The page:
Just this week prosecutors dropped murder charges against a Texas man who spent 17 years on death row for a crime he may not have committed. Evidence was the man did not get a fair trial and it appears a two-fatality fire the man supposedly set had been an accident.
What kind of compensation is appropriate for such a matter? Rightly or wrongly, the man is legally innocent.
Then a man who had been kept in confinement for something like 22 years was awarded $800,000 by the state of Tennessee because indications are he was improperly convicted and imprisoned. That is just under $40,000 a year, which may be impressive to some, but consider the pain and suffering of the inmate and his family.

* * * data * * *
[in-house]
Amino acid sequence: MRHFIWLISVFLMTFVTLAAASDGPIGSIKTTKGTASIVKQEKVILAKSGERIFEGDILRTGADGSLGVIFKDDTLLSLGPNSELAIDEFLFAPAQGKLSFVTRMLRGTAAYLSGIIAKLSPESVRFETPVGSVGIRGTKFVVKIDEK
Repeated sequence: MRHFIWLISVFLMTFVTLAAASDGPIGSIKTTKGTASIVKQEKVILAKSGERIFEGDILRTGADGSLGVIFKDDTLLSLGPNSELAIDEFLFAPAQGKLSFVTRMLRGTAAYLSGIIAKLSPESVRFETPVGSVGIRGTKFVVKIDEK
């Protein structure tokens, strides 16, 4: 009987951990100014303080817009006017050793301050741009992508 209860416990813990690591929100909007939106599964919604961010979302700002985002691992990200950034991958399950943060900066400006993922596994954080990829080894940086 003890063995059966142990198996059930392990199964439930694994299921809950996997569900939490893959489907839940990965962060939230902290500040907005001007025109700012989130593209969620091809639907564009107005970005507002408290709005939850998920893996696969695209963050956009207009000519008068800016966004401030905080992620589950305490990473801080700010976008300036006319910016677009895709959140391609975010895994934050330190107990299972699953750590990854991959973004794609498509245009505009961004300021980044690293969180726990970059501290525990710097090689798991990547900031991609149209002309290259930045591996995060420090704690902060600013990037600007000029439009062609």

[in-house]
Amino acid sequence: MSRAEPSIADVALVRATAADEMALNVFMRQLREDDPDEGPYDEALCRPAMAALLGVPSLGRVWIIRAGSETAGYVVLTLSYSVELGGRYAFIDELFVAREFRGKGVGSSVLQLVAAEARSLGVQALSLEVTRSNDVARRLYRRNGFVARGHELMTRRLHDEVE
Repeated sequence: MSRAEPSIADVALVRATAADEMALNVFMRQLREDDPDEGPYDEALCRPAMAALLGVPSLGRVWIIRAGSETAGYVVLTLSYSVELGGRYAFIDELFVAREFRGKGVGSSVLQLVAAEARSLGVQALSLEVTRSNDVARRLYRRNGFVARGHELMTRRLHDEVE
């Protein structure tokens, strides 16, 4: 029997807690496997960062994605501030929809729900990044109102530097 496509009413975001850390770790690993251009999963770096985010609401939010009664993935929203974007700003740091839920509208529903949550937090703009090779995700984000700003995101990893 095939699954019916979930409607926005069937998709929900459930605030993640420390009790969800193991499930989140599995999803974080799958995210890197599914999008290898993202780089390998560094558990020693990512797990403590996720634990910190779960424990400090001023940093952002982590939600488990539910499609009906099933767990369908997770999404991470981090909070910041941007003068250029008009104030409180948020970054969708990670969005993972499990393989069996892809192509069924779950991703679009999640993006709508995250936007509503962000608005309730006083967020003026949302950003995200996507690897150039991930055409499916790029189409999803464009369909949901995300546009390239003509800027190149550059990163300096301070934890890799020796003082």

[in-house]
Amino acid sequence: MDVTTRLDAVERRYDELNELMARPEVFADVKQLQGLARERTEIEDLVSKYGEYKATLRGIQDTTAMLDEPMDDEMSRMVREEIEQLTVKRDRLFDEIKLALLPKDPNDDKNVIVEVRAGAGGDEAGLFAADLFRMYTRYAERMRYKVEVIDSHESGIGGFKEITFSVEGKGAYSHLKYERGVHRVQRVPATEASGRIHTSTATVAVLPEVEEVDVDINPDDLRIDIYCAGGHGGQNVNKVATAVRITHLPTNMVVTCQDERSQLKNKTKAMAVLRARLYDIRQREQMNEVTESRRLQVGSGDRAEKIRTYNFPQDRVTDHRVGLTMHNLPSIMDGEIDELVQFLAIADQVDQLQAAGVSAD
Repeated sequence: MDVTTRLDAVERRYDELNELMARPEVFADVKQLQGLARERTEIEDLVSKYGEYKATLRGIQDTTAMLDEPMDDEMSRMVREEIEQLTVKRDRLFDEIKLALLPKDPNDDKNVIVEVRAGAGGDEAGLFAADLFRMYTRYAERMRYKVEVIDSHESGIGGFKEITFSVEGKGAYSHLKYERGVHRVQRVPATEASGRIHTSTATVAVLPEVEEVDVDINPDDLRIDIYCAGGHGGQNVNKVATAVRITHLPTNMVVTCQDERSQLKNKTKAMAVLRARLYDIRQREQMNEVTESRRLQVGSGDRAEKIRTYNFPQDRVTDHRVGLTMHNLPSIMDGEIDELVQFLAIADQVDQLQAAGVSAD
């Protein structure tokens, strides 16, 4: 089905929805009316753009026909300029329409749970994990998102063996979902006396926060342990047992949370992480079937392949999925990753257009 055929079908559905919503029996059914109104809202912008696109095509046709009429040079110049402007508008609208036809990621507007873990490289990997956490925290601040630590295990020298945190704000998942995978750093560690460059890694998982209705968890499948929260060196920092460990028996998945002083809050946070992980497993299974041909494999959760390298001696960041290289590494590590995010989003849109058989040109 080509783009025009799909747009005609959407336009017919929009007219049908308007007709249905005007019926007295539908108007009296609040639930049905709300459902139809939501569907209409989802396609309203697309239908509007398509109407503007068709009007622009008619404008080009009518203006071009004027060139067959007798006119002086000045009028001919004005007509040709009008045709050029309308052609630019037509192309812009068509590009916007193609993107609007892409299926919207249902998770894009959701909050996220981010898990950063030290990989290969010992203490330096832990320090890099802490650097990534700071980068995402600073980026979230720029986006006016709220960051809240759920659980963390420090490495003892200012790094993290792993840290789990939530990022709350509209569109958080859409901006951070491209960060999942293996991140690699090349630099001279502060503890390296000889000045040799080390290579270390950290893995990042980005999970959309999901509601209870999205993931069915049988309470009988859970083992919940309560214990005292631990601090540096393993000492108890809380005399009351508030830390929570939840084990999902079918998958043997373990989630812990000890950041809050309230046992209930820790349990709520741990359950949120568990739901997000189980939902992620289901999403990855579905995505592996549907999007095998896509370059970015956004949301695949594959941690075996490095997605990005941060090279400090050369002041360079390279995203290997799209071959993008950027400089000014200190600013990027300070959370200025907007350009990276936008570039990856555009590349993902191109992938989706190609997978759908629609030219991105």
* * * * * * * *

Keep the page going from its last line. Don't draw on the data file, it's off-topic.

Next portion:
At least there has been an attempt to make amends for some grievous errors in the case. That is quite an improvement over many such instances.
While the great majority of people convicted of serious crimes are guilty as charged, and deserve to be confined or sometimes even executed, there doubtless are many who sit behind bars who did not do what a judge or jury has convicted them of. That is a horrible situation and something that should draw compensation of a notable nature if and when a condition of "not guilty" is established.
We have various methods of assisting people who have been hurt or wronged in our society, but, for the most part, there is no consistent program to repay, at least financially, those who are improperly convicted and sent into the constant hell of prison life.
Perhaps the $800,000 settlement in the case of the 22-year victim will help pave the way to a more decent approach to the subject of improper conviction and confinement.